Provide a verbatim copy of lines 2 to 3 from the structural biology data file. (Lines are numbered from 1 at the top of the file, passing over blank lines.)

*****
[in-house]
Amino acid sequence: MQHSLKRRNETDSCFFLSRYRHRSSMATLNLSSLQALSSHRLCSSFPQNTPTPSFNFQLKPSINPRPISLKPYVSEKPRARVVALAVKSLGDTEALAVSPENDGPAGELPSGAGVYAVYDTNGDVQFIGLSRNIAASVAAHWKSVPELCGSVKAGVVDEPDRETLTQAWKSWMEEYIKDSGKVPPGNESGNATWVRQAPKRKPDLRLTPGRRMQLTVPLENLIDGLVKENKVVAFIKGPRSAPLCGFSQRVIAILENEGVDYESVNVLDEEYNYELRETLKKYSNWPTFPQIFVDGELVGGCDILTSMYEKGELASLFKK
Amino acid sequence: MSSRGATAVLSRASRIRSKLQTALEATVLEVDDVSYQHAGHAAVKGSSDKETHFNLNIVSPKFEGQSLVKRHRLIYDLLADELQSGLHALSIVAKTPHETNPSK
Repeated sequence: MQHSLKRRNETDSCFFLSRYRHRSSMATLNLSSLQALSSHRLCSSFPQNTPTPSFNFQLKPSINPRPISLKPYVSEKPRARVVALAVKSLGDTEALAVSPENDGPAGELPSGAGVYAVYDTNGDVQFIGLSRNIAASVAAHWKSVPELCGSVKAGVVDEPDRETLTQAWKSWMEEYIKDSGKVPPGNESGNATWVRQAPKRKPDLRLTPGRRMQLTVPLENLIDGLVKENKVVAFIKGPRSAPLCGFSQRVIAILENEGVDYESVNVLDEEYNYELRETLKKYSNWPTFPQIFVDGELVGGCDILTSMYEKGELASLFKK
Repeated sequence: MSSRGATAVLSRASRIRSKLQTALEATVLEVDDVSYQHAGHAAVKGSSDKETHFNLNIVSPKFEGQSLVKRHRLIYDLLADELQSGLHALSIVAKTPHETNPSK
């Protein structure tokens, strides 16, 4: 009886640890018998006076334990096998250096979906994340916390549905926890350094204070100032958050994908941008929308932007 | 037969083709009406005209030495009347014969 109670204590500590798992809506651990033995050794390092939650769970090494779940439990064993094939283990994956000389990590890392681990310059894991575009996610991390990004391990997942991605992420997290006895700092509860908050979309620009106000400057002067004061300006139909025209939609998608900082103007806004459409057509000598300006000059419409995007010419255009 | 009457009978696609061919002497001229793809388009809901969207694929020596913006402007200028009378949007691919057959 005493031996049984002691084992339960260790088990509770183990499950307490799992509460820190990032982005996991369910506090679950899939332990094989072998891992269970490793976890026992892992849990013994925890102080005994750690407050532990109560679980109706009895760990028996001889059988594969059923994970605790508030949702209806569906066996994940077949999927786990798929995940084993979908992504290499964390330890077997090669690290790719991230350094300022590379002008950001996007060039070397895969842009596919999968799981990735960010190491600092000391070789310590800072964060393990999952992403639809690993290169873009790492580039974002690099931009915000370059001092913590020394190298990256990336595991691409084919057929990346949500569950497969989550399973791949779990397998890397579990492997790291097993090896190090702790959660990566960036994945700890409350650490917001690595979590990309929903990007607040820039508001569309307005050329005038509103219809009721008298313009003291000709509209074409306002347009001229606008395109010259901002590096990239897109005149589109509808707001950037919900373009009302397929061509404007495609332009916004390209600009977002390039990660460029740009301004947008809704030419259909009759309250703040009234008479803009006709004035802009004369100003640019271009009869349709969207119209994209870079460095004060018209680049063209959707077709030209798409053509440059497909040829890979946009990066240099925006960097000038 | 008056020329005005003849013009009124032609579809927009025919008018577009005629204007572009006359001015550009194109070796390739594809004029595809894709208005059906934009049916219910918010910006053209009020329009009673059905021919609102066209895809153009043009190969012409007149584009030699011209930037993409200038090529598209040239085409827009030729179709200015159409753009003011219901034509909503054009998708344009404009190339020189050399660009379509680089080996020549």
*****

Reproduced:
Amino acid sequence: MQHSLKRRNETDSCFFLSRYRHRSSMATLNLSSLQALSSHRLCSSFPQNTPTPSFNFQLKPSINPRPISLKPYVSEKPRARVVALAVKSLGDTEALAVSPENDGPAGELPSGAGVYAVYDTNGDVQFIGLSRNIAASVAAHWKSVPELCGSVKAGVVDEPDRETLTQAWKSWMEEYIKDSGKVPPGNESGNATWVRQAPKRKPDLRLTPGRRMQLTVPLENLIDGLVKENKVVAFIKGPRSAPLCGFSQRVIAILENEGVDYESVNVLDEEYNYELRETLKKYSNWPTFPQIFVDGELVGGCDILTSMYEKGELASLFKK
Amino acid sequence: MSSRGATAVLSRASRIRSKLQTALEATVLEVDDVSYQHAGHAAVKGSSDKETHFNLNIVSPKFEGQSLVKRHRLIYDLLADELQSGLHALSIVAKTPHETNPSK